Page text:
Modern Software Experience


private API is public now

New FamilySearch

New FamilySearch (NFS), FamilySearch's social genealogy site, has been in development for many years. It still isn't publicly available, nor in Public Beta yet. New FamilySearch, now known as FamilySearch Family Tree, went in Limited Private Beta early this year and FamilySearch has not even announced that there will be Public Beta next year.

familysearch subdomains

FamilySearch owns several domains. They used to have a separate domain for GEDCOM, and their recently revealed GEDCOM X has its own domain.
Most FamilySearch stuff is on the domain, but they do use several subdomains. The end-user website can be found at, their developer site at, and their wiki at

FamilySearch API

FamilySearch Family Tree has an API. The FamilySearch Family Tree API is infamously private. The API documentation is available to FamilySearch-approved registered developers.

When you visit the FamilySearch developer subdomain, the site seems very open; it displays many menus and links. Alas, that appearance is deceiving; most of the menu items and links displayed do not lead anywhere until you log in. You can only log in after having applied for and being approved for a developer account. Your application for a developer account has to include agreement to all the legalese in the FamilySearch API license. That license includes such language as You shall not use the API, Databases, or FamilySearch Content, or permit the same to be used in any manner, whether directly or indirectly, that would permit the disclosure of the API, Databases, or the FamilySearch Content.
However, FamilySearch has now made disclosed their API themselves.


The URL for the FamilySearch Family Tree webapp is When you browse to that URL, you'll probably be prompted to log into FamilySearch, but making a free account is not enough to get access. You also have to be a member of the LDS or have been invited into the Limited Private Beta.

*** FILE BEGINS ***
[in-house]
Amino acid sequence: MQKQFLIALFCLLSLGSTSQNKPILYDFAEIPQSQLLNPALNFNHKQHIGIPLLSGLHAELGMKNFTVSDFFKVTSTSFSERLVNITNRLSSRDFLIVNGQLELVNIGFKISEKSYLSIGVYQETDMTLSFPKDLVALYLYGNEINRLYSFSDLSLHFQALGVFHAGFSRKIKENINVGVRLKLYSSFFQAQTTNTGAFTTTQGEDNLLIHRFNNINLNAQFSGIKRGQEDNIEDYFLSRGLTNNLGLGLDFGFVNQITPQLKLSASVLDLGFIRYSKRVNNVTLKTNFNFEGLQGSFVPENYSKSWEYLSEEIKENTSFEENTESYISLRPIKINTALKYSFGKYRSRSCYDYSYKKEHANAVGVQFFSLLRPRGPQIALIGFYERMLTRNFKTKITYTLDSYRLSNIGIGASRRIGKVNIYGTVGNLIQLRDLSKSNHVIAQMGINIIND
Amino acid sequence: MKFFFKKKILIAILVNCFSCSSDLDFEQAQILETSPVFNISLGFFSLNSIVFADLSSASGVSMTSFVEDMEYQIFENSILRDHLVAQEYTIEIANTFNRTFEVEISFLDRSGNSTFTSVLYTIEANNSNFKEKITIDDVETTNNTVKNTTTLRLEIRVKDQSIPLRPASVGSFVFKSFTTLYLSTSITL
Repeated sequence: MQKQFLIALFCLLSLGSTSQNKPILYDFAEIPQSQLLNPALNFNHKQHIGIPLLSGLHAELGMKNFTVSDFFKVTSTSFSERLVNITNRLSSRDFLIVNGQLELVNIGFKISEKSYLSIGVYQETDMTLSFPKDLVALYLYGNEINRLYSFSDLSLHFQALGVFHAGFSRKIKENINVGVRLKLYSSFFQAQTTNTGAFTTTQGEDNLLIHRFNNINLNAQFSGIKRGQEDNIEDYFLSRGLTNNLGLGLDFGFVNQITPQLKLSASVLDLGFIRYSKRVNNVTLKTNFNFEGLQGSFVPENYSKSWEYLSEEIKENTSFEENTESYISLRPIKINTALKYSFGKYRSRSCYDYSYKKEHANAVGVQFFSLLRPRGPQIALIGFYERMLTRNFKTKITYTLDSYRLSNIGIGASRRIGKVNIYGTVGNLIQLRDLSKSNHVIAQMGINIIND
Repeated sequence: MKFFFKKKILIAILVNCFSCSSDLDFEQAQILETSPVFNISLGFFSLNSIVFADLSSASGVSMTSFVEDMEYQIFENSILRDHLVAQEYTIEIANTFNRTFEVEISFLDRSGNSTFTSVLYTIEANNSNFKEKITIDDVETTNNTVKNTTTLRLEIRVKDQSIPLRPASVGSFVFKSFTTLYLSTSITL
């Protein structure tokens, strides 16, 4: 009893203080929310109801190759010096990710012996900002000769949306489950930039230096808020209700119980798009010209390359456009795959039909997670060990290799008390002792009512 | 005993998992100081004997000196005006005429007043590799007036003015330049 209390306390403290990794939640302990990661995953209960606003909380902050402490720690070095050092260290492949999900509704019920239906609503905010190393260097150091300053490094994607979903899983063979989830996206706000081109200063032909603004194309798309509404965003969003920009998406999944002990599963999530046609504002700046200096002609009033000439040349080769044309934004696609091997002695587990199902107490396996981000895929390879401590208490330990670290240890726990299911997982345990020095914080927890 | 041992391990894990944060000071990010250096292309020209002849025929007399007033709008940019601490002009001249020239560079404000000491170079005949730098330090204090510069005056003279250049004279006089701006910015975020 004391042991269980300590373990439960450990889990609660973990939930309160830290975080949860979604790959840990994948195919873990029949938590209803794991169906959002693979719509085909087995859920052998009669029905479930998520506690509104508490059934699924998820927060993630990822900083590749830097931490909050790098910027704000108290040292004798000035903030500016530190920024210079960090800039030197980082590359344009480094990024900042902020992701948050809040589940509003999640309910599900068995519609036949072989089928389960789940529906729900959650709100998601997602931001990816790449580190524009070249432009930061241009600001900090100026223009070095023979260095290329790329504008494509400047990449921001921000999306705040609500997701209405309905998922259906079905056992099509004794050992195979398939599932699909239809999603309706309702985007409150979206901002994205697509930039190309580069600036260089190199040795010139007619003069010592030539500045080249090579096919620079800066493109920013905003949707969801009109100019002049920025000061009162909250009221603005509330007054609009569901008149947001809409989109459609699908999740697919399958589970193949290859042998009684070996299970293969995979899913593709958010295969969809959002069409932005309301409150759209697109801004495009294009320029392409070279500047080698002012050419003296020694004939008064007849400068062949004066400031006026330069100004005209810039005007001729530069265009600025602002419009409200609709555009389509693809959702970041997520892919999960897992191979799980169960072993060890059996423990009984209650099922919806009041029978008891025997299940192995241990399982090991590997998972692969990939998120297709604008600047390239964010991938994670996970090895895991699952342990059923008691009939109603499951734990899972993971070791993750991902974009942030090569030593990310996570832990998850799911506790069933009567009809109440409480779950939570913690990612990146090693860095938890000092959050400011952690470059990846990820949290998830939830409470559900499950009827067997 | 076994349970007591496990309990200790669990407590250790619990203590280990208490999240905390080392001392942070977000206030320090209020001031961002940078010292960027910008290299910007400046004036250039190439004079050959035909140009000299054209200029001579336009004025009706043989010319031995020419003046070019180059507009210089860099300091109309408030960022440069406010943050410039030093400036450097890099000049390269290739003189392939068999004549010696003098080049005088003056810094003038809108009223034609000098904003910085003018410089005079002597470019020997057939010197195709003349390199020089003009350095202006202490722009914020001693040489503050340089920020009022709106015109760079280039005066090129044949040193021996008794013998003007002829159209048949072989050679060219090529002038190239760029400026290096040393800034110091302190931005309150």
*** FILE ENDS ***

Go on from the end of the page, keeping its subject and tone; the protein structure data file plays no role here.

FamilySearch Family Tree: login required

This morning, I decided to check on the Family Tree project, and browsed to That is not the right URL; the Family Tree project is at, not, but the FamilySearch site did not present an error page. I was not even prompted for my FamilySearch password. Instead, I was presented with the FamilySearch API documentation. Just like that.

FamilySearch Family Tree API public

Let this sink in. I tried to browse to the Family Tree web app by manually entering its URL, made a small but understandable mistake, and was presented with the hitherto secret FamilySearch API documentation.
I was not asked to apply for a developer account and await their decision.
I was not asked to agree to the FamilySearch API license.
I was not even prompted to log in with my FamilySearch account.
I was presented with a completely public set of web pages, containing the FamilySearch API documentation.

The FamilySearch API documentation is publicly available at

FamilySearch Family Tree API downloads

FamilySearch API

The public set of pages appears to offer full documentation of the FamilySearch API, complete with downloadable XML schemas, libraries and sources, including a ActionScript 3 client library, a C client library, a .NET client library in C#, a Java client library, an Objective C client library, and a Ruby client library.
The download links work without a hitch. You are not even prompted to log in.
All these things are publicly available for download by anyone who's interested. The dates shown on the download page suggest that these public pages have been available since 2011 Nov 28.


2012-07-01: FamilySearch Family Tree Public

FamilySearch Family Tree itself is Public now.

2013-06-04: GEDCOM X 1.0

FamilySearch has published their new FamilySearch Family Tree API, and the GEDCOM X version number has been changed to 1.0.0 M1.